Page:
I often find myself reading books on friendship and hospitality, wondering where and how to start drawing people into my life. I want to show myself friendly. I want to have a home with an open door policy where people know they are welcome at any time.
This long held desire in my heart led me to Rosaria Butterfield’s The Gospel Comes with a House Key. I would love to have a conversation with Rosaria. I would love to show up on her doorstep and be invited in for some of that hospitality she so freely offers. I would love to hear more of her story than what she offers in these pages. I would love to pepper her with my “but how?” questions and have her tell me to quit being so focused on the big picture and just start small.
I think if I met Rosaria Butterfield she would laugh at me the way I laughed at myself upon finishing her book last night. I finished it with a dozen questions, my mind racing and wondering how to become the kind of home Rosaria writes of in those pages. How do I live in such a way that people can show up as they please and find that I am prepared for when they do?
The laugh came when I suddenly realized there had been eight extra people at my breakfast table that morning. My house had that recently been full of humans and I still questioned my hospitality. Do house guests count when the majority of them share DNA with your husband? Because apparently I’m not convinced they do.
So here I sit with this epiphany that all these years I have felt like I wasn’t doing enough are because I’m viewing hospitality as some extravagant gesture that encompasses the masses rather than the consistent fellowship of a few. In light of this revelation, I started combing through the archives of my mind for past attempts at hospitality.
I thought I failed at hospitality when my weekly game nights fizzled out after the first few months, as if it hardly counted that one of those guests continued to show up every Tuesday evening for the next two years.
I thought I failed at hospitality because I only talked to my neighbors in passing, never giving myself credit for learning the names of every resident in the seven apartments closest to mine.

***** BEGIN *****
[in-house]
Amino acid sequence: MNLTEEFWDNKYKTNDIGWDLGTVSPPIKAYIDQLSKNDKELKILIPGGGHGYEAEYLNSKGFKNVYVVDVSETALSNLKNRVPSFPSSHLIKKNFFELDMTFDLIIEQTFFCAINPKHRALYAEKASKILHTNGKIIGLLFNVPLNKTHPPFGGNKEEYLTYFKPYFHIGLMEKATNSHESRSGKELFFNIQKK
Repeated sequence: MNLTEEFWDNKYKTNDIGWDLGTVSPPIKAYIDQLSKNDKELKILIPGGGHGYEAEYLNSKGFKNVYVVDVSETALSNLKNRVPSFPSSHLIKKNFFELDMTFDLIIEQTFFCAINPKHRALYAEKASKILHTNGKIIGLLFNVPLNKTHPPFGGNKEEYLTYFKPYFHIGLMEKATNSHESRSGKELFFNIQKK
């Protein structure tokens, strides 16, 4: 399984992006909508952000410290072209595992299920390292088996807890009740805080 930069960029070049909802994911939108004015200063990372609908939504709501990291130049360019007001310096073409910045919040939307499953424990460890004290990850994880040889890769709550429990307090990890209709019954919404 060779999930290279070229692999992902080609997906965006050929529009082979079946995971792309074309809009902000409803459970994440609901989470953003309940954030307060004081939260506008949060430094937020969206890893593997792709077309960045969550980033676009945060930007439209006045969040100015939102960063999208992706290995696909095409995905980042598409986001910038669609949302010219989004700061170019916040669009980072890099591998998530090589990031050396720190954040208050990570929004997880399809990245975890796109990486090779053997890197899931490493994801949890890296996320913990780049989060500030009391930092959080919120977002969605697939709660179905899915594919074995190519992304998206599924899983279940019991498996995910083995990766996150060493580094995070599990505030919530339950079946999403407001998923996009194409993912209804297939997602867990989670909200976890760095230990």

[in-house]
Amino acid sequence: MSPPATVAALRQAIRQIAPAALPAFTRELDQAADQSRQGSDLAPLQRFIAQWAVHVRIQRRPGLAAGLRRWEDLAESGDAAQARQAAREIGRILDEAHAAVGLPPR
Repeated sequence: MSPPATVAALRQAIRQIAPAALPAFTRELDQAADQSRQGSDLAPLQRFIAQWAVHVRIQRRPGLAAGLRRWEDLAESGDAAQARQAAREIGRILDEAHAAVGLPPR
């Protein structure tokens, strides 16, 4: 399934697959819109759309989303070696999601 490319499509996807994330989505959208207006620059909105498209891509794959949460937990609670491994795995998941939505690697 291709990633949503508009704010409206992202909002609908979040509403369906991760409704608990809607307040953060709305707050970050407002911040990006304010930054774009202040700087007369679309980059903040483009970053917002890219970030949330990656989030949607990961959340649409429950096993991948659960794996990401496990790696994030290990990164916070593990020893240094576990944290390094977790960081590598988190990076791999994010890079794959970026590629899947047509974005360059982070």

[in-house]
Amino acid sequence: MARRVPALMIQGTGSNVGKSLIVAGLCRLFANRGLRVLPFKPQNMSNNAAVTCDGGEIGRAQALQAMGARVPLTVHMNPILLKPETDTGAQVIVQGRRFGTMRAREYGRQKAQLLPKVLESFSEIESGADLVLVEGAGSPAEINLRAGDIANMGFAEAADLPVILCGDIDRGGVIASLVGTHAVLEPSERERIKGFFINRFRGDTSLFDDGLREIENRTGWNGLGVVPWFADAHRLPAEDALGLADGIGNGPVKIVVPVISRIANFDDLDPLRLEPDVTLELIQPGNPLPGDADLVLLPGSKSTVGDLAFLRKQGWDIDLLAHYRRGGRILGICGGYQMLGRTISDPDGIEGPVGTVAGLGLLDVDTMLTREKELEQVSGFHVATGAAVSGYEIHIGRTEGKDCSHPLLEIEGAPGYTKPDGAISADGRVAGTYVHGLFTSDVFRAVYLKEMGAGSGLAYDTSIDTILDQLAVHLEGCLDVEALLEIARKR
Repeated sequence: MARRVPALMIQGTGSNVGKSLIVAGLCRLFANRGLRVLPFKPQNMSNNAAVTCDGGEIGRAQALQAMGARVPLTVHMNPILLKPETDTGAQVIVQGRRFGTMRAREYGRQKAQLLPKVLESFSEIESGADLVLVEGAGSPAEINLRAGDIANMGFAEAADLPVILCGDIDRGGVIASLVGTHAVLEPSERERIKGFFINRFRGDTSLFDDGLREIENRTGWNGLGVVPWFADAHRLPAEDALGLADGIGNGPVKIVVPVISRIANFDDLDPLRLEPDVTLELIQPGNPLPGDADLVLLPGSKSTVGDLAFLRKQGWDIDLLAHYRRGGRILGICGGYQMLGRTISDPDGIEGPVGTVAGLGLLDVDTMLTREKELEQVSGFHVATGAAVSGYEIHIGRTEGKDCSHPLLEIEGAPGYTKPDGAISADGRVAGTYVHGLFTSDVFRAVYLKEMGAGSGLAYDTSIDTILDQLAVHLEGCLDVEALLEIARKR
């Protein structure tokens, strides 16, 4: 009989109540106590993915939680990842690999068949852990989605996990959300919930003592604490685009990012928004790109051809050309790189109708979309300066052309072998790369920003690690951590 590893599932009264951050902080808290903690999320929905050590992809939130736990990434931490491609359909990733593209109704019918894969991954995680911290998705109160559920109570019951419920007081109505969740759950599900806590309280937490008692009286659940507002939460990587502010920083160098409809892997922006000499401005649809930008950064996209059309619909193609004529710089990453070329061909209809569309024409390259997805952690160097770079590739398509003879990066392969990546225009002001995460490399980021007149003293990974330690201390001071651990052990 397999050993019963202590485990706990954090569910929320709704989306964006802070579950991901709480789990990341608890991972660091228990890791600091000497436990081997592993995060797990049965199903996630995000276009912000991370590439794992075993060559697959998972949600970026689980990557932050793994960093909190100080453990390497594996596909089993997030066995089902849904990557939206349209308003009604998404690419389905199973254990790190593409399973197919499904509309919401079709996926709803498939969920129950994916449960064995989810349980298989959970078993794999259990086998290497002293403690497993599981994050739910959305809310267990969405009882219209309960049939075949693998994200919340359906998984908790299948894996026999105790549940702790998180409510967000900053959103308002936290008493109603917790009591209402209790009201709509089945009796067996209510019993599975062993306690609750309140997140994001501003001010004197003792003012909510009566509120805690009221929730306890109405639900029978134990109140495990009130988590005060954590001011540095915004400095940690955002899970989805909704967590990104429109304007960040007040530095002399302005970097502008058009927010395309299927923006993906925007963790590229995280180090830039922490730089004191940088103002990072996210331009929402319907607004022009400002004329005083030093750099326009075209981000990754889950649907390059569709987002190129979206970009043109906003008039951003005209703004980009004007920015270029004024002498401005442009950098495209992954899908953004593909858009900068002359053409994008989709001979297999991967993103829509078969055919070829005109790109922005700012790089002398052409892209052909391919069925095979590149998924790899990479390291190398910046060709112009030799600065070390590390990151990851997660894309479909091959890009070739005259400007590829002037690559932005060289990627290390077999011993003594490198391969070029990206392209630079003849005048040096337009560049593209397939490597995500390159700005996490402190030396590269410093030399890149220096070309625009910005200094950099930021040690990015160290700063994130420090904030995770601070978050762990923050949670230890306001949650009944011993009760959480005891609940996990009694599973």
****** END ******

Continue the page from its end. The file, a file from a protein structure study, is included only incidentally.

I thought I failed at hospitality because I have yet to invite my neighbor into my home, despite having his birthday recorded on my calendar.
Names and birthdays. Two very small things. Hardly feels like hospitality. But what is hospitality?
Hospitality: the friendly and generous reception and entertainment of guests, visitors, or strangers
Honestly, greeting someone with a smile seems like a pretty generous reception these days. It’s so rare to encounter another human who appears genuinely delighted to see you.
The hardest part of engaging in hospitality in modern day America is that the grand gestures of hospitality are counter-cultural. We are not taught to live in community. We are not conditioned to rely on our neighbors. In fact, we are conditioned not to. We don’t want to intrude. We don’t want to be a burden. Our neighbors have lives and they should be left alone to live them.
But I don’t want to be left alone. Not really.
Which begs the question: Is that really what your neighbors want from you? Perhaps some of them do, but perhaps some of them would readily step into that invitation. And perhaps some of them need to be invited more than once before they learn to accept it.
I may be an introvert, but it is still a rare day that I feel burdened by people stopping by. And on those days, it is rarely the fault of the company. Some days we exceed our limits. (Some days the baby has been excessively clingy and Mommy didn’t get her quiet time.) But I still love having an open door policy. I still love living a hospitable life.
We are not made to live in such small, isolated little circles. We need to grow those circles. We need to expand our hearts and let others into our homes.
Hospitality does not have to be a grand gesture. It is the mere welcoming of people into your daily life and ordinary routine. It’s saying, “I saw this and it reminded me of you.” Or, “We’re eating soon, and there’s enough if you’d like to join us.”
Hospitality can be less than extravagant. In fact, most people probably prefer it that way.
As Rosaria Butterfield writes: “Start anywhere. But do start.”